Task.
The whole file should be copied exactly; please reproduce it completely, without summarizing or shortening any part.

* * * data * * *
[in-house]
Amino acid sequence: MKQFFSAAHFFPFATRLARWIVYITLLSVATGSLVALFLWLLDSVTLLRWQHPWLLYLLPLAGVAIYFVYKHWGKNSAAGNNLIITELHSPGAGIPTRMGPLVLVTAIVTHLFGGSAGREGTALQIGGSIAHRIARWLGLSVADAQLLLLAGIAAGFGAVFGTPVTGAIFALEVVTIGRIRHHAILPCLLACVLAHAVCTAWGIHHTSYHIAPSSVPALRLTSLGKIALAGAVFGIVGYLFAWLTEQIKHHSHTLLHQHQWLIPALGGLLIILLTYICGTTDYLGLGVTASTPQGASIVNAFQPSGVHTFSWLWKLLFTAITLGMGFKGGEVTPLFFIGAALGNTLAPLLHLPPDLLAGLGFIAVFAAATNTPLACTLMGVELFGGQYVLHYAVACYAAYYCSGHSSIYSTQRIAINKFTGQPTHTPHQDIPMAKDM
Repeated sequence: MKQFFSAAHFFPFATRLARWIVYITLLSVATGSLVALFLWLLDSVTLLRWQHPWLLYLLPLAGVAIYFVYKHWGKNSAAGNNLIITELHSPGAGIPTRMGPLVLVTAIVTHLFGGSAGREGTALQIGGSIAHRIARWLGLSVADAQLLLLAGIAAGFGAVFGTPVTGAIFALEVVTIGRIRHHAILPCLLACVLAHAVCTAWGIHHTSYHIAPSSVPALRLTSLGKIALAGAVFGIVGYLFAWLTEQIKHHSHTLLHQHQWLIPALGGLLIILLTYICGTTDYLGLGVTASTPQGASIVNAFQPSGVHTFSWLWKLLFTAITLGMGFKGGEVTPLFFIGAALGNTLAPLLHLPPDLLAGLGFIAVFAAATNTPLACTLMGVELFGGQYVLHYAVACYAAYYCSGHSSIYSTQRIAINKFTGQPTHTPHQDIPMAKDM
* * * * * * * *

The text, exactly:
[in-house]
Amino acid sequence: MKQFFSAAHFFPFATRLARWIVYITLLSVATGSLVALFLWLLDSVTLLRWQHPWLLYLLPLAGVAIYFVYKHWGKNSAAGNNLIITELHSPGAGIPTRMGPLVLVTAIVTHLFGGSAGREGTALQIGGSIAHRIARWLGLSVADAQLLLLAGIAAGFGAVFGTPVTGAIFALEVVTIGRIRHHAILPCLLACVLAHAVCTAWGIHHTSYHIAPSSVPALRLTSLGKIALAGAVFGIVGYLFAWLTEQIKHHSHTLLHQHQWLIPALGGLLIILLTYICGTTDYLGLGVTASTPQGASIVNAFQPSGVHTFSWLWKLLFTAITLGMGFKGGEVTPLFFIGAALGNTLAPLLHLPPDLLAGLGFIAVFAAATNTPLACTLMGVELFGGQYVLHYAVACYAAYYCSGHSSIYSTQRIAINKFTGQPTHTPHQDIPMAKDM
Repeated sequence: MKQFFSAAHFFPFATRLARWIVYITLLSVATGSLVALFLWLLDSVTLLRWQHPWLLYLLPLAGVAIYFVYKHWGKNSAAGNNLIITELHSPGAGIPTRMGPLVLVTAIVTHLFGGSAGREGTALQIGGSIAHRIARWLGLSVADAQLLLLAGIAAGFGAVFGTPVTGAIFALEVVTIGRIRHHAILPCLLACVLAHAVCTAWGIHHTSYHIAPSSVPALRLTSLGKIALAGAVFGIVGYLFAWLTEQIKHHSHTLLHQHQWLIPALGGLLIILLTYICGTTDYLGLGVTASTPQGASIVNAFQPSGVHTFSWLWKLLFTAITLGMGFKGGEVTPLFFIGAALGNTLAPLLHLPPDLLAGLGFIAVFAAATNTPLACTLMGVELFGGQYVLHYAVACYAAYYCSGHSSIYSTQRIAINKFTGQPTHTPHQDIPMAKDM